Ice bags are placed on the cheek and the genital area for 24 h to reduce pain and haematoma formation.
2.5. Postoperative follow-up
Patients are discharged from the hospital 3 d after surgery; voiding cystourethrography is performed 2 wk later. The clinical outcome was considered a failure when any postoperative instrumentation was needed, including dilation. Uroflowmetry and urine culture were repeated every 6 mo in the first year and annually thereafter. When symptoms of decreased force of stream were present and Qmax at uroflowmetry was <12 ml/s, the urethrography, urethral ultrasound, and urethroscopy were repeated.
2.6. Data analysis
Demographic data, preoperative clinical information, and perioperative and follow-up variables were extracted from medical files and recorded in a dedicated database. Clinical outcome was considered a failure when any postoperative instrumentation was needed, including dilation.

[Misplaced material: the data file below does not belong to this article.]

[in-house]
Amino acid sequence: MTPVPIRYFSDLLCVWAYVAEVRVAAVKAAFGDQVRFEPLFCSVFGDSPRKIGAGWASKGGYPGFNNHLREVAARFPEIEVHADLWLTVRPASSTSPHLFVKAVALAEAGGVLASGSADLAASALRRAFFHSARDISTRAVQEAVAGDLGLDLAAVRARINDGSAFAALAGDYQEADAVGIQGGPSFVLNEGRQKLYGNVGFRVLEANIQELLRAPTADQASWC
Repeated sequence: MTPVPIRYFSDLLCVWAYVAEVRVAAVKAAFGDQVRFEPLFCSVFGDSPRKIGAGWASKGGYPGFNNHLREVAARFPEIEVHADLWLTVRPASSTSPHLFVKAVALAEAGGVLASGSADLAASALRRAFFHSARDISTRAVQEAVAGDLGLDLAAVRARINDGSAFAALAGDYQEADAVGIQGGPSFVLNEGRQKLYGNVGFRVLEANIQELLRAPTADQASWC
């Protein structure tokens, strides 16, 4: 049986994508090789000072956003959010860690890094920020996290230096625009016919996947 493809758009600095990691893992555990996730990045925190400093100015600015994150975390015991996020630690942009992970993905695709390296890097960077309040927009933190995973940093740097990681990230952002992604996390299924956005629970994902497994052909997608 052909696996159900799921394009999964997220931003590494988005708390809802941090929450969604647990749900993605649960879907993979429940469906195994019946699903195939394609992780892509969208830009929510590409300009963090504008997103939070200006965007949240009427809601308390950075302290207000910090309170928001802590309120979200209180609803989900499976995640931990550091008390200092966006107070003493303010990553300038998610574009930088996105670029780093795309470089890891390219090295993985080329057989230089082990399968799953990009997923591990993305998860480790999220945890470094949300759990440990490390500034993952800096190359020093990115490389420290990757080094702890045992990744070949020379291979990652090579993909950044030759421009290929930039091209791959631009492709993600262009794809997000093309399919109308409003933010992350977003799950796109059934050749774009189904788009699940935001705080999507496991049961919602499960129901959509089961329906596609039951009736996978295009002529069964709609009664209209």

Complications were classified according to the Clavien-Dindo classification . Descriptive statistics were calculated out for the available variables.
To test if Glubran 2 may jeopardize engraftment of the free oral mucosa epithelial graft, fibroblast cultures were exposed in vitro to cyanoacrylic-based surgical glue. Cell toxicity was observed in conjunction with the adhesive, leading to a halo devoid of cells. The halo diminished over time in both urethral and oral mucosa cultures, reaching the margins of the adhesive in 8 and 7 d, respectively. No halo was observed in cultures exposed to fibrin glue. The area of polymerised adhesive was reduced by up to 30% for urethral fibroblasts and 20% for oral mucosa in 47 d. The percentage and morphology of dead cells in both groups after 24 h and 7 d of adhesive contact was similar to the control. Moreover, the number of dead cells at 24 h and 4 and 8 d after secondary plating did not differ between conditions. Transient toxicity of cyanoacrylic-based surgical glue, but not fibrin glue, was observed in urethral and oral mucosa keratinocyte cultures. Colony-forming efficiency assays showed long-term recovery of the cytotoxic effect.